The jury had a question to ask Mr. Hachey. They wanted to know if he knew that tires should be replaced, whether he would recommend that the client buy new tires and this is the response we got. "It's not my job." So far this week, we've heard that a lot from the Department of Transportation, now from the mechanic and we're expecting to hear it plenty more next week with the Department of Education.
RICKEY HONDAS, SERVICE ADVISOR, HATHEWAY FORD
The Coroner called for a break and testimony resumed at 11:05 am with Rickey Hondas, Service Advisor at Hatheway Ford. His job is to relay information from the customer to the dispatcher who passes it on to the mechanic. Rickey is the employees who writes out the information on the work order and he reports to his Service Manager, Tim Lizotte.
Mr. Hondas said that Don McKay brought the van in about 80% of the time. The last time the van was in the shop, it was brought in on November 16 and finished on the 19th because they had to wait for parts. He explained how the process worked and really didn't have much to offer but he did confirm a few things that we were wondering about, including some remarks that were on the records which were causing us some concern.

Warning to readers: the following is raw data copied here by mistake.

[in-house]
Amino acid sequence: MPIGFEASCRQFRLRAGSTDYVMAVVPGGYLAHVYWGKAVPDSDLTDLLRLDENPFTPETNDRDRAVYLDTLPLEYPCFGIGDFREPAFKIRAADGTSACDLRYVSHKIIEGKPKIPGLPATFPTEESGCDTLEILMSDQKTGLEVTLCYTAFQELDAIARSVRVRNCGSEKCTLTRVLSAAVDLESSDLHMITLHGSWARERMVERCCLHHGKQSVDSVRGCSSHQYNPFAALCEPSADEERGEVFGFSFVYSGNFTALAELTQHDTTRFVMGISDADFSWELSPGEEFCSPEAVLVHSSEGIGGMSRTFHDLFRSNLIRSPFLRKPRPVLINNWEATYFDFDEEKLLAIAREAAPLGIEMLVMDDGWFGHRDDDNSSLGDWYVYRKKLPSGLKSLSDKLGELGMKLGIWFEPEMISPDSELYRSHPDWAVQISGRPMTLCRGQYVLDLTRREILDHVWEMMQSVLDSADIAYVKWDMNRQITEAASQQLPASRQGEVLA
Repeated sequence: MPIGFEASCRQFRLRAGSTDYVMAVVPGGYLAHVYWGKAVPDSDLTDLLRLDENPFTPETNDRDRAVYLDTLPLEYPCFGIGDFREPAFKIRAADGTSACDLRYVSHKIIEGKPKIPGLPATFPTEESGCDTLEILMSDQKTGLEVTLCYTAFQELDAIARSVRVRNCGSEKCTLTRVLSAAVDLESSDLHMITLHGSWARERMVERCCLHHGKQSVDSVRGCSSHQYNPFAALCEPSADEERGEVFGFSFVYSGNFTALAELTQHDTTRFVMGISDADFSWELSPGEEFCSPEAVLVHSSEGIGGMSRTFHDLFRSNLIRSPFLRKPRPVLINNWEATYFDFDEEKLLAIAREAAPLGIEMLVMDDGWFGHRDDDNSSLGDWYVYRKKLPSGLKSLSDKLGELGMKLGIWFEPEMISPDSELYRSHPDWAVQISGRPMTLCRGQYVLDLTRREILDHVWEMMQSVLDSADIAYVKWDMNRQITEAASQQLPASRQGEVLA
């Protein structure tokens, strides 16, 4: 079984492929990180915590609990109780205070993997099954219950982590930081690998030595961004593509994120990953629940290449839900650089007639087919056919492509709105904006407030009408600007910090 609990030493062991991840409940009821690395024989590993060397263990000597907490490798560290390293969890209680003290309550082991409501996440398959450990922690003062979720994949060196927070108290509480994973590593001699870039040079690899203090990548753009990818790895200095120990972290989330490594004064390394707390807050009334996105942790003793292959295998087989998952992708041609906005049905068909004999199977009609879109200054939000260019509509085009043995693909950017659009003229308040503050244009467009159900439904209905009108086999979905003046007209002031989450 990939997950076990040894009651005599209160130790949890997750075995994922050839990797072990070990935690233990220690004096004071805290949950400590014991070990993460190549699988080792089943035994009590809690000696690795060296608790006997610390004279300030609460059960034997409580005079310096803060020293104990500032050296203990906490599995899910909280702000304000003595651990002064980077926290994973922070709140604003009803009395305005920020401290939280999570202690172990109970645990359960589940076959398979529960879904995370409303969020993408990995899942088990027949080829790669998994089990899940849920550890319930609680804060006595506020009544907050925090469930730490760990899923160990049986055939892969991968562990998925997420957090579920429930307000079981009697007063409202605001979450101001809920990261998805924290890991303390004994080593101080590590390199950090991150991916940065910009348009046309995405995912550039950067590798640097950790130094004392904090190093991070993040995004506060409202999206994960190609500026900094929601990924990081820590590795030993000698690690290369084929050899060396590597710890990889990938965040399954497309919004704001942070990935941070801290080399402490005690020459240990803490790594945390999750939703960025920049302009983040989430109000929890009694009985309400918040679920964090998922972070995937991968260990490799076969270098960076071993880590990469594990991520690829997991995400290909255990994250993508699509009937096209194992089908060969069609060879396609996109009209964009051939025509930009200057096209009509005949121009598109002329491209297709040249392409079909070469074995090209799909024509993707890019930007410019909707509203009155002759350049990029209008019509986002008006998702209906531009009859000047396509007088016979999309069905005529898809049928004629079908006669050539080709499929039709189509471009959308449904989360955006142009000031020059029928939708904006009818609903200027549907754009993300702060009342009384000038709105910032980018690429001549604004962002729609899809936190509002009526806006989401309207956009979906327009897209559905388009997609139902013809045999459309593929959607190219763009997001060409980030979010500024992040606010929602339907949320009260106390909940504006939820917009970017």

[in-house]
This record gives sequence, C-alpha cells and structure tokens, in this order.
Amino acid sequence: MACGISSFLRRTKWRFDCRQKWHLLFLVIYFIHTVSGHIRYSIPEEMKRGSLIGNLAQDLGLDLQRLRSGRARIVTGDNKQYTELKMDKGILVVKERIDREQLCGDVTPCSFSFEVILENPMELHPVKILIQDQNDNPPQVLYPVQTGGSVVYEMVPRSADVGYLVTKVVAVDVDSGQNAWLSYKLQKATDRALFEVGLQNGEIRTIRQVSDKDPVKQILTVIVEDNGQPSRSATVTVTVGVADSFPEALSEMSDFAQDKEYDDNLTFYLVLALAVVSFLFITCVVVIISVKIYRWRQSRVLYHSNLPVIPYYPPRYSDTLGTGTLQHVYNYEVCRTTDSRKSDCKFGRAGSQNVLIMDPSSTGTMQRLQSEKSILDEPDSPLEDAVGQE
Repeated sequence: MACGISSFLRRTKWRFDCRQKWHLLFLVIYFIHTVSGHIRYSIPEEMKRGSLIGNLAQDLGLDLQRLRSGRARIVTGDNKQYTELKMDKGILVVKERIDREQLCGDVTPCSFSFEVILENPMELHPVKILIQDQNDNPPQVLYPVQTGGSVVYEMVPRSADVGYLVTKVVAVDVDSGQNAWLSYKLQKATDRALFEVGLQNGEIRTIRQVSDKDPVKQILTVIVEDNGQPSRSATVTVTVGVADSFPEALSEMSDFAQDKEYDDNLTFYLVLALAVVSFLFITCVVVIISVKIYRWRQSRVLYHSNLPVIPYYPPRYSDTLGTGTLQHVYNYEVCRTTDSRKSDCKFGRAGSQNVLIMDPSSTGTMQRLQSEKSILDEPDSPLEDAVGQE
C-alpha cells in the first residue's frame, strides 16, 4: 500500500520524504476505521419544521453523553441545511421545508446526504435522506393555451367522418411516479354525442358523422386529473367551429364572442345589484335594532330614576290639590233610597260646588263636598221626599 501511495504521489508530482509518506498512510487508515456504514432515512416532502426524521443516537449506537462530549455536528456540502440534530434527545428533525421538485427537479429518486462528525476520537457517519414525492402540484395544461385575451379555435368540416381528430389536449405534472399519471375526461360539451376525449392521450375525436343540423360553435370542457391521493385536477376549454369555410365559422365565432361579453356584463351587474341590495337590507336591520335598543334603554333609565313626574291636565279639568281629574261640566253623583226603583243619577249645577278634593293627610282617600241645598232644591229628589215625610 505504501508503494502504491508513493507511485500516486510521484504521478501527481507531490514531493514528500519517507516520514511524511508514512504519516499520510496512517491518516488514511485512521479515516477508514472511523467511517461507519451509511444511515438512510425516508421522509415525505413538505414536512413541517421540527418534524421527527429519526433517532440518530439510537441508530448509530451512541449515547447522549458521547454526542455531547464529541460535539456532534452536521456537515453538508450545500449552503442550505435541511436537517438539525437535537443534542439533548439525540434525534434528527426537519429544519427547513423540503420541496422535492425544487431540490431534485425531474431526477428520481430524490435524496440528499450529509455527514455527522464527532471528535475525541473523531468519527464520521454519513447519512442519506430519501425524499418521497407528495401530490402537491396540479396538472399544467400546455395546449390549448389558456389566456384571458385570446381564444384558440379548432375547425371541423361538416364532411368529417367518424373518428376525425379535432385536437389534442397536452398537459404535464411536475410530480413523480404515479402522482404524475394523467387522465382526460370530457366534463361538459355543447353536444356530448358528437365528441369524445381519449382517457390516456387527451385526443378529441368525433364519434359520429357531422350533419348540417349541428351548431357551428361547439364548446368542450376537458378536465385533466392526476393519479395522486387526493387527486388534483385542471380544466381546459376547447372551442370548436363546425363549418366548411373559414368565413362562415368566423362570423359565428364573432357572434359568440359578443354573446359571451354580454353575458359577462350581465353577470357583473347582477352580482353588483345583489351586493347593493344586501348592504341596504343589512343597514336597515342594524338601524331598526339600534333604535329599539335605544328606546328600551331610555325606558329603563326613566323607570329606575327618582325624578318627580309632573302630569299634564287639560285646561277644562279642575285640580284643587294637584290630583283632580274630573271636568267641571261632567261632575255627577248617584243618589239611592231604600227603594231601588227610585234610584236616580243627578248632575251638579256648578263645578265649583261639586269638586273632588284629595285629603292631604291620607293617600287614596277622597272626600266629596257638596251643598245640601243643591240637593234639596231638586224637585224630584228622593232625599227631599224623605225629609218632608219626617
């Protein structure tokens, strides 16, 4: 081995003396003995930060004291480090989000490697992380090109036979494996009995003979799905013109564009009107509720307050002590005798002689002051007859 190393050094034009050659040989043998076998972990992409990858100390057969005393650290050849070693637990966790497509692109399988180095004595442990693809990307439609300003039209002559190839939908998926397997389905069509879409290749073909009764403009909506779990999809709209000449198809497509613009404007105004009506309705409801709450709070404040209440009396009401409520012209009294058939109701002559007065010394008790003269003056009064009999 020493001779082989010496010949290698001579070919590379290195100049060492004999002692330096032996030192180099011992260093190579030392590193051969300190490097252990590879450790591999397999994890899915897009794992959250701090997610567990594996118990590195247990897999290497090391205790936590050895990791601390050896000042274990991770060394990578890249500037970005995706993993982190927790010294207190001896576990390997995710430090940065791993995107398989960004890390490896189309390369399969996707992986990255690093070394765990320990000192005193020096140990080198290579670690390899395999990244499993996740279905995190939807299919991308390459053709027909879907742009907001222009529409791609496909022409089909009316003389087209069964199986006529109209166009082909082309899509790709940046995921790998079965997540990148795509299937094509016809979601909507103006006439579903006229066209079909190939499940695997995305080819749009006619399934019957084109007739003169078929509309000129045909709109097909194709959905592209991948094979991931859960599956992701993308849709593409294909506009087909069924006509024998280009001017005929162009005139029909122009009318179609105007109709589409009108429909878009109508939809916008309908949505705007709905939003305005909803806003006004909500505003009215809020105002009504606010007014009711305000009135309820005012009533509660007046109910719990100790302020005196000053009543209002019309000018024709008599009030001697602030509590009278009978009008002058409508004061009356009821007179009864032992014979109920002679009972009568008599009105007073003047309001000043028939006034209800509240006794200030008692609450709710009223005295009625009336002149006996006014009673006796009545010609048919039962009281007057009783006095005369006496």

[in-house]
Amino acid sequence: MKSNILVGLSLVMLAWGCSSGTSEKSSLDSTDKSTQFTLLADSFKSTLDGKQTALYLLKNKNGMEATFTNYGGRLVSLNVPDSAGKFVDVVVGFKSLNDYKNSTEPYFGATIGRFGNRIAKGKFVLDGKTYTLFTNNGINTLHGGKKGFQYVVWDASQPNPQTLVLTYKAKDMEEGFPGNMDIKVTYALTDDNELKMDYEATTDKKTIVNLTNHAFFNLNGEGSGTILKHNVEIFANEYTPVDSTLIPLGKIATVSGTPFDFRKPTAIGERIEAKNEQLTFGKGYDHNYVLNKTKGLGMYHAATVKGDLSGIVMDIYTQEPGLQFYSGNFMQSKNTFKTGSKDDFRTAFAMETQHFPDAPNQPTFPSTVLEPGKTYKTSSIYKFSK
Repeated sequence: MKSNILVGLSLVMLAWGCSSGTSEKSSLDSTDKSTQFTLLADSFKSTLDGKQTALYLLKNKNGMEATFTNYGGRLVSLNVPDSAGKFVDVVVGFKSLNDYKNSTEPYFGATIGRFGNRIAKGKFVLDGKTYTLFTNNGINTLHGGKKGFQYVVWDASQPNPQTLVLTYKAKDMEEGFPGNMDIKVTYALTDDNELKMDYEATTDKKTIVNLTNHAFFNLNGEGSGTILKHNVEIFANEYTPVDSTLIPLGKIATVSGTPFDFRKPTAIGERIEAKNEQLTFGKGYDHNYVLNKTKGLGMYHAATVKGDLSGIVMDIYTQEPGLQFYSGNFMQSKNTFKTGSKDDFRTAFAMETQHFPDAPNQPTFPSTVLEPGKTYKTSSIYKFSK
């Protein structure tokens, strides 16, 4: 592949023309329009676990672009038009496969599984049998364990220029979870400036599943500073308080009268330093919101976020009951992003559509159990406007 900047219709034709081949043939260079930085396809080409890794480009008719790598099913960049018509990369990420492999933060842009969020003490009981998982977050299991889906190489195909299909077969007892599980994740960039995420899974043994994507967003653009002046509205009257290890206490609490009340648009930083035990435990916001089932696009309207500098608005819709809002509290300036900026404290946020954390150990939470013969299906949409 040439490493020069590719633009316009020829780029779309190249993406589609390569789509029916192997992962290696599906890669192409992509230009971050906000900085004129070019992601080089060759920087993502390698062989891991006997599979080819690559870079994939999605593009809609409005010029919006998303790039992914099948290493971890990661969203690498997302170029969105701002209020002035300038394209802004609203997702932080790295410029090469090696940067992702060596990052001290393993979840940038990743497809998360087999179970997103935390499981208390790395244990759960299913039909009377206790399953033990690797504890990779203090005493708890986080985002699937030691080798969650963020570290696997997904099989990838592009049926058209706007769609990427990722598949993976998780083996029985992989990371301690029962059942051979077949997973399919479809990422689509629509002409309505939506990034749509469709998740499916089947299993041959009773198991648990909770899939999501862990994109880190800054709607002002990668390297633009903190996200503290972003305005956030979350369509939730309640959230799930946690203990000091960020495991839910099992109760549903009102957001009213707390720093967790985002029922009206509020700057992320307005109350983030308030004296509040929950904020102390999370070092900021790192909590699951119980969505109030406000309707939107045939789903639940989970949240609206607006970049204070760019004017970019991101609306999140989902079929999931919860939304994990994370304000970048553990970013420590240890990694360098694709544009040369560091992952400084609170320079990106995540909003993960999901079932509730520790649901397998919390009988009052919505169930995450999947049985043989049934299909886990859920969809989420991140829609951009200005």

MVI EVERY SIX MONTHS NOTED IN 2001 MAINTENANCE RECORDS
Since Mr. Hondas has only worked at Hatheways for five years, he was unable to comment on the December 2001 maintenance record which clearly stated that an MVI was to be done on this vehicle every six months. This was evidence that at some point in 2001, someone knew that this vehicle was supposed to have a MVI every six months. But the "Who, what, where, when, and why" questions were not answered today because Rickey Hondas didn't work at that time and his boss, David Hatheway who testified later, could only speculate as to why the maintenance record mentioned that it was supposed to have a MVI every six months.